A “nuisance” volcano on a remote Alaska Aleutian island is showing signs of a potentially disruptive explosion in the coming days that could disrupt air traffic, scientists said.
Cleveland Volcano, a 5,676-foot (1,730-meter) peak about 950 miles (1,500 km) southwest of Anchorage, has been extruding lava from its crater – a sign of something more serious to come in the next days or possibly weeks, according to the Alaska Volcano Observatory.
The observatory, jointly operated by federal, state and University of Alaska scientists, has raised Cleveland’s alert code to “orange,” one level below the “red” status indicating an ongoing and major eruption that could affect aviation.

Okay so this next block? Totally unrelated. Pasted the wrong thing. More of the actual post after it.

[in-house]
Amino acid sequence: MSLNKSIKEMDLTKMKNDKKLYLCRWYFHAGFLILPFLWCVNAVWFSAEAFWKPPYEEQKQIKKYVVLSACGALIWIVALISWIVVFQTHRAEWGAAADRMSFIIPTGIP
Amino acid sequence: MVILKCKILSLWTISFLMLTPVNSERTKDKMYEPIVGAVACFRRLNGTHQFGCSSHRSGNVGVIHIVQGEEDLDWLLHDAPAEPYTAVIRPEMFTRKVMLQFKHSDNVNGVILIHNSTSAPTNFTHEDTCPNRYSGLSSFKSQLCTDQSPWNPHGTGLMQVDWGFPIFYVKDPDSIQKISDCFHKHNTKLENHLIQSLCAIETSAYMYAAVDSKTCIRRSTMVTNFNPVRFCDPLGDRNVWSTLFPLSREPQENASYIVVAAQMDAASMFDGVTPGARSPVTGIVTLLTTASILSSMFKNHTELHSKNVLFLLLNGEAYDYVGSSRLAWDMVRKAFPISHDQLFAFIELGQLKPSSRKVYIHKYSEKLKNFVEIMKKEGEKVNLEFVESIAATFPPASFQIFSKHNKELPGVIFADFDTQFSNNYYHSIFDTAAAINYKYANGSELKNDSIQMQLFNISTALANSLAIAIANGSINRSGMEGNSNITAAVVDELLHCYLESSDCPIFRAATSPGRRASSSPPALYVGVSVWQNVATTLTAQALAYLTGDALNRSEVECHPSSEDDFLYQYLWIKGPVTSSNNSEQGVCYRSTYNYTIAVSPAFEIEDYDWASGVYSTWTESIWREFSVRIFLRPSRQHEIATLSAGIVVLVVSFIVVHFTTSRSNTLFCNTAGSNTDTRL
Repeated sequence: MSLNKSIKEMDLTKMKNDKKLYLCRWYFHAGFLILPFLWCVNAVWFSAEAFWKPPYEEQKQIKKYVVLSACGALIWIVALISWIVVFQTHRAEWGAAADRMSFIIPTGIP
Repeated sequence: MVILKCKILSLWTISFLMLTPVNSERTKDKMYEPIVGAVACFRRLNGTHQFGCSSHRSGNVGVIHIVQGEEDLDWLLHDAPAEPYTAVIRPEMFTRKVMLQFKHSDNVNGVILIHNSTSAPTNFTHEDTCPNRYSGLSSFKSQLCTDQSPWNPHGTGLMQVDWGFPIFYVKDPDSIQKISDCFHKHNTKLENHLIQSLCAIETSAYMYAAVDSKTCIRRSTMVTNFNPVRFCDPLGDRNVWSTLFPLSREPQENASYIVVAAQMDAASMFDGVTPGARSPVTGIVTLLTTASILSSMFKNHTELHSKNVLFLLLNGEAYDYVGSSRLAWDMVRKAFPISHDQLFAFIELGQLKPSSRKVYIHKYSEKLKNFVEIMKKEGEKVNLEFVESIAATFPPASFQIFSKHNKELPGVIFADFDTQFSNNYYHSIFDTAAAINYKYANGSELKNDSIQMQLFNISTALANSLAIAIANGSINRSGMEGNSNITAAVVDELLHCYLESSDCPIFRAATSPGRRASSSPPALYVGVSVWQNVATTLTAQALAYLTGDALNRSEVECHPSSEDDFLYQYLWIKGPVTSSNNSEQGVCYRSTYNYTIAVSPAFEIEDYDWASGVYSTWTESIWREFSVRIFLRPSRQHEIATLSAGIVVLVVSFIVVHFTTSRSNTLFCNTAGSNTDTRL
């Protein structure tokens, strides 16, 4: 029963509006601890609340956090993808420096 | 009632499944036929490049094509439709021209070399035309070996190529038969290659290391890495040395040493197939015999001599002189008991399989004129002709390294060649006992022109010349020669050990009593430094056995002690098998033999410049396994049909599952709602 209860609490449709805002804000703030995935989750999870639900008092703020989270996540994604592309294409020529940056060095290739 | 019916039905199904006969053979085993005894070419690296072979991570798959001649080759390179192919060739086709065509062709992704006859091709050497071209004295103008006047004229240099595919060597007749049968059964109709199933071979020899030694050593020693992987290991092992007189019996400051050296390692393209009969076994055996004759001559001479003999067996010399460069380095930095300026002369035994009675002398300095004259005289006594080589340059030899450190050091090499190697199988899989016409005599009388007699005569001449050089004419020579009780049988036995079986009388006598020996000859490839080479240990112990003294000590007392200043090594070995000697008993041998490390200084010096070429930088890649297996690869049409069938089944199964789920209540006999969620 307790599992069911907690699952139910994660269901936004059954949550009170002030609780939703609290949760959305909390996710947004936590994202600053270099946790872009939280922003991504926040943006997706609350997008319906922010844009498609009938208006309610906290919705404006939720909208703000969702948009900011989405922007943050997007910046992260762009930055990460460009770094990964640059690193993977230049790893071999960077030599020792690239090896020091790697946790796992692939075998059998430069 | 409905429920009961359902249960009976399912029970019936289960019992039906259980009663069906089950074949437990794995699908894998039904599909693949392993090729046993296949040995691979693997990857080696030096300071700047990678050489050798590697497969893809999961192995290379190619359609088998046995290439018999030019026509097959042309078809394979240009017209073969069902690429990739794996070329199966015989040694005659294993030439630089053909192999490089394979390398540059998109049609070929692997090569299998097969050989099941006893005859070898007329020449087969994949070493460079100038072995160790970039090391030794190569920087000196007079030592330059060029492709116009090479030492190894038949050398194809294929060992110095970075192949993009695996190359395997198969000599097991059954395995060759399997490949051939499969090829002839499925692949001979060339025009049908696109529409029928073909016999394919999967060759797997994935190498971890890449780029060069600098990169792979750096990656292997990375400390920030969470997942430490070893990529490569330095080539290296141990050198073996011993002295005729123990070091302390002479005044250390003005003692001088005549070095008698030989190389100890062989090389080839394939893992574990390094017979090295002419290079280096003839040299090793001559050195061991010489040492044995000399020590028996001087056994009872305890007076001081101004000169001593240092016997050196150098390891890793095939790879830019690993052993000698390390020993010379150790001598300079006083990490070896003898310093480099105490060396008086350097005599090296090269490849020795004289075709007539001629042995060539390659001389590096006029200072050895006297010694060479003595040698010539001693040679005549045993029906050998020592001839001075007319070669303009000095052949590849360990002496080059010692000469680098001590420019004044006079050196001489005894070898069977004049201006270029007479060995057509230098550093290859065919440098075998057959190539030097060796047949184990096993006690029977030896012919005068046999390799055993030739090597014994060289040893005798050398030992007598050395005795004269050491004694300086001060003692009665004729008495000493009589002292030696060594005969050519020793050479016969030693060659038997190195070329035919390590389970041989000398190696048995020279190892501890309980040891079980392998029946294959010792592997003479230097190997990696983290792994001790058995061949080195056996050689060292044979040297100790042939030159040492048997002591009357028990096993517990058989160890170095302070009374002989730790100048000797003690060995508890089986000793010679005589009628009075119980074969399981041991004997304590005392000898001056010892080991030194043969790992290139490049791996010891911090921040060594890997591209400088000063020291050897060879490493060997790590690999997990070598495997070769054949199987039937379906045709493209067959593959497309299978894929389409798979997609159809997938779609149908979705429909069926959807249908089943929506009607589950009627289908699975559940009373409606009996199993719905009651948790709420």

Cleveland is one of Alaska’s most restless volcanoes and has been trembling and belching bits of ash on and off for about the past 15 years.
“It’s sort of a little nuisance volcano,” said University of Alaska scientist Jeff Freymueller, coordinating scientist with the Alaska Volcano Observatory.
But the recent days’ formation of lava, if the volcano’s history is any guide, is a precursor to more powerful activity, Freymueller said. The lava acts like a cap on Cleveland’s vent, and there is a good chance of a powerful explosion to blow off that cap, he said.